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Any unfilled dame, whether from seki or otherwise, count as half a point for each player, so yes, you could just fill in half of the dame for each player, and manually count the half point if there are an odd number.

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Understanding what is underlying helps to integrate sometimes.
Japanese rules as we call them are elaborated from the Chinese in a try to count smaller numbers. We count only the emptyness but then to get a result almost equivalent we have to put back the prisoners on the board.
In this way we ensure that both players play the same quantity of stones, so we can avoid to count them.

Note that generally Chinese players use the Japanese counting during the game to assess the balance of territories.

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I remember this tends to confuse me when I have to think about it

It’s like either black has 86 and white has 169-86+6.5=89.5 so that W+3.5 points or the other way B: 86-3.25=82.75. Then 82.75-84.5=-1.75 (which I’ve heard referred to as Zi at Sensei's Library ). W is ahead (minus sign) by twice this amount which is 3.5 points.

Edit:

Explanation without any seki on the board like the example.

The score (difference), in this game W+3.5 would be calculated like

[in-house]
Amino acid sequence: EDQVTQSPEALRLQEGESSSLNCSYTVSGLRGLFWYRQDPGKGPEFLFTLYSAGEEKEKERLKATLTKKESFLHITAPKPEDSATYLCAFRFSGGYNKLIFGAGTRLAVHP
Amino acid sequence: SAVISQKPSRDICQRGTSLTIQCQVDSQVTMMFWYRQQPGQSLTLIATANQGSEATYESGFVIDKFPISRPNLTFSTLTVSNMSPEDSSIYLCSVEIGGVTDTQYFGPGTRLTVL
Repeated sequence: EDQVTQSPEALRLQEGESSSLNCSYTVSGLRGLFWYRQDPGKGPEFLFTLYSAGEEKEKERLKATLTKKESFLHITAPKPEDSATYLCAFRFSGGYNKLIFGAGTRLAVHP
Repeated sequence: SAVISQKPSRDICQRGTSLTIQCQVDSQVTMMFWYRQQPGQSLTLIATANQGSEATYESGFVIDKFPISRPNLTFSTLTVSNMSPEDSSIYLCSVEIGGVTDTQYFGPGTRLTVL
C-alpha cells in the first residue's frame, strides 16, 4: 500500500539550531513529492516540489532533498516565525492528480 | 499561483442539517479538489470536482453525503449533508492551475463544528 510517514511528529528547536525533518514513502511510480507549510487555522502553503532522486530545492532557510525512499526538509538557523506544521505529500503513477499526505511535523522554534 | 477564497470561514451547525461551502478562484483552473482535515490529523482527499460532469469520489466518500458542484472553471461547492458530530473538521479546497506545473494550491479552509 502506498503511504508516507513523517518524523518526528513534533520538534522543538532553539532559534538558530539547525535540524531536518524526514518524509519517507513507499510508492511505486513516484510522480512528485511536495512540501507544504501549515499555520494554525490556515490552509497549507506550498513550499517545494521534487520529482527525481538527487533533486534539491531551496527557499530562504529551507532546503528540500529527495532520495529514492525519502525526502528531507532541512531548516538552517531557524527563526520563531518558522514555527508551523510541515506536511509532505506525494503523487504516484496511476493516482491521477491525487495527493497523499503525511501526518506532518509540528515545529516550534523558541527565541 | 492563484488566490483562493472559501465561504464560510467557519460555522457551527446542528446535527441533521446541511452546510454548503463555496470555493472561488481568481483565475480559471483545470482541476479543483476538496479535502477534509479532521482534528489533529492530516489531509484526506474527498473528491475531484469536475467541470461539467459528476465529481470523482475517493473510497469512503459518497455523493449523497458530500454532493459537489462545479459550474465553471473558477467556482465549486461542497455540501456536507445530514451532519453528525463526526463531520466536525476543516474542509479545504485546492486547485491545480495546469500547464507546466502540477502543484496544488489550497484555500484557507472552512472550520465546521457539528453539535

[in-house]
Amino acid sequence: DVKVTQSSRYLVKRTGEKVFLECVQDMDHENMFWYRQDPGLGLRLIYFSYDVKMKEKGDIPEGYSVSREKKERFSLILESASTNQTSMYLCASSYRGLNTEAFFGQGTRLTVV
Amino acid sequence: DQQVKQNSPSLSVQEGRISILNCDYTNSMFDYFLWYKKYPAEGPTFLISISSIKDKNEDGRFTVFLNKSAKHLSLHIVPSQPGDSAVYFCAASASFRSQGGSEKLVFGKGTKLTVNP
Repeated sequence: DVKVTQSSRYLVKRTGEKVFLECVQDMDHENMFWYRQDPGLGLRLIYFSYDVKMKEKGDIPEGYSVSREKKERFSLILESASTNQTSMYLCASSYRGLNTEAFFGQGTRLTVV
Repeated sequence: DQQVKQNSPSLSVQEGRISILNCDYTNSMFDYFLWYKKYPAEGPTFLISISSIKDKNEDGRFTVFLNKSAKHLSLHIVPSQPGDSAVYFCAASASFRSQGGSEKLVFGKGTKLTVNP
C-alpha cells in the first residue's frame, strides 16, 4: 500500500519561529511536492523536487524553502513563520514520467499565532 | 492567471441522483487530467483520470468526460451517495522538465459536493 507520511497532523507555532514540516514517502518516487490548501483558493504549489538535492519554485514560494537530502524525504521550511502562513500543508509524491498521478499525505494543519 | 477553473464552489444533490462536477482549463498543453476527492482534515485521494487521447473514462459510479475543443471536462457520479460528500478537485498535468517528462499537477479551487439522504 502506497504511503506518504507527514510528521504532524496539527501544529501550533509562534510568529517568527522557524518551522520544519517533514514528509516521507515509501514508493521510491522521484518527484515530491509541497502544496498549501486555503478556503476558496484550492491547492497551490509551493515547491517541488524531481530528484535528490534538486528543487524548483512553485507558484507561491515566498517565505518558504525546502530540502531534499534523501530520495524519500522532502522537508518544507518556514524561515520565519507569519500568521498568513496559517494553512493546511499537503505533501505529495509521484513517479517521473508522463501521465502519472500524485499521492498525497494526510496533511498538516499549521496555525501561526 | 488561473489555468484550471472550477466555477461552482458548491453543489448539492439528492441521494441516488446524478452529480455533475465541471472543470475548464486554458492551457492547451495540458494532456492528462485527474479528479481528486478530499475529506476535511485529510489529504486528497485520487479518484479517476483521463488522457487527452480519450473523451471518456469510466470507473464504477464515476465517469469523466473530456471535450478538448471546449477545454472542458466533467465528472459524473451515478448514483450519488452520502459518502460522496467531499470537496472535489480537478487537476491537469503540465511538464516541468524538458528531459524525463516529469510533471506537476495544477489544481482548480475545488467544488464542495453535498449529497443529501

`Score = (Black score)-(White score)=Black points - (White points +komi)`.

`-3.5=86-(83+6.5)`.

If `Score>0` Black has more than White so Black wins by Score or `B+Score`

If `Score<0` White has more than Black so White wins by |Score| or `W+|Score|`

In this case `W+3.5`.

Now also when there’s no seki in area scoring,
`White points = (Points on board) - (Black points)`, every point should be owned by Black or White

so the above formula could be rewritten

`Score = (Black points) - Komi - (White points) `
`=2*(Black points) - Komi - (Points on board)`

With the same idea if `Score>0` then `0.5*Score>0 ` also, similarly with `Score<0` so one could choose instead of the Score the quantity `0.5*Score` to call the result.

`Zi score:=0.5*Score=(Black points) - 0.5*Komi - 0.5*(Points on board)`

and this is @Groin 's calculation `0.5*(Points on board)=0.5*169=84.5`